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Taking a deep dive on a recent comment.

Recently, I received the following from a friend, edited for our purposes here.

I’m not sure if it should be considered a ”selfish” act to go full time, I found in taking that step I became a better person, I could contribute fully with the real world which I failed to do as a man. Talking of losses and gains, we never know the full story until we take that final step, all we can hope for is our worse fears don’t come true, thankfully in my case I gained far more than I lost.

There are so many aspects of transition, not just hormones and/or surgery, being full time means you change as a person and you change the way the world sees you, perhaps that aspect is what scares people the most. All I can say to that is many of those fears are ill-founded, people are far more supportive, they really do want you to succeed.


None of that is wrong and all of it is true for the person who said it. But let’s peel it back a bit.

“Selfish” is an adjective, and means “concerned chiefly with one’s own personal profit or pleasure”. We do all types of selfish things each and every day. And for the significant majority of those, it is quite a good thing. But when in a relationship, especially a relationship one treasures, especially one formed on the basis of certain realities that have not really changed, one must make sacrifices. By the way, nowhere is selfish necessarily considered negative by definition.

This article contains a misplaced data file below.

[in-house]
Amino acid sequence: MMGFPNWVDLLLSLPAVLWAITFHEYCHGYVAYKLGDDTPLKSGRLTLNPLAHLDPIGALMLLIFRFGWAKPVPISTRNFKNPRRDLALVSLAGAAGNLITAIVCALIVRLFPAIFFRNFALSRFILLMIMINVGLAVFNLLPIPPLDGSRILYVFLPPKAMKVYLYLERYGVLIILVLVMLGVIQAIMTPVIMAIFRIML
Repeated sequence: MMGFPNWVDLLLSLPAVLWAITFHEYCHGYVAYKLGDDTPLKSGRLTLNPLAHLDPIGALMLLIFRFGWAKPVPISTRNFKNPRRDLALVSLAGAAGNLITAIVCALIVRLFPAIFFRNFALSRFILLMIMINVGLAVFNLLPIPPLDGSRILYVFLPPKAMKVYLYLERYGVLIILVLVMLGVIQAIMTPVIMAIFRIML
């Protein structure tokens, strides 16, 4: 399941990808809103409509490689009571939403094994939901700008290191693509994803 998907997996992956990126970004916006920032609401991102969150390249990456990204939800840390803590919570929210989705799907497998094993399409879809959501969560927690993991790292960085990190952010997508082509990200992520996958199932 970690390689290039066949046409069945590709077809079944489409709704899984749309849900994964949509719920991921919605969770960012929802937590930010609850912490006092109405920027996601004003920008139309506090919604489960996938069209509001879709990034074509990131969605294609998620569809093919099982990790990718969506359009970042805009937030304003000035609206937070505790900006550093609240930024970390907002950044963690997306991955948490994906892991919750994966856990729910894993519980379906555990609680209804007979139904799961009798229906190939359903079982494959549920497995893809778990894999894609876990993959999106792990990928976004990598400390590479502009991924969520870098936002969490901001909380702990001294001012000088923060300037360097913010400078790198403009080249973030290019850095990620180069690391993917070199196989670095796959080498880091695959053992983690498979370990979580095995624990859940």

Let’s just say I transitioned. Let’s also say my wife was completely supportive (let alone assuming I would be completely supportive). Would I then be selfish? Would anyone be making a sacrifice? If for no other reason than my wife would be placed in the situation of having to explain me, she would be making a sacrifice. She would be the one that people would be looking at when we are together in public. She would be faced with dealing with MY realities, when now she does not have to do so. Especially since, as I have stated and believe to my core, I am not uncomfortable as a man. I have no dysphoria. I have no real reason to even give such a life change any real consideration, especially since it is not solving a problem. There is no problem, as I believe I have created a reality in which being Kandi can allow her to thrive.

I have no idea that I would flip the script and then have dysphoria about missing my male self. So yes, transitioning is a 100% selfish act. It may also be, for many, the only way to continue to live. Is it selfish to get a new hip, for example? 100%. It that a bad thing? Of course not. Necessary? Most likely. But it is selfish to ask your spouse to support you in terms of the rehabilitation necessary to get back to being self-sufficient? Sacrifice.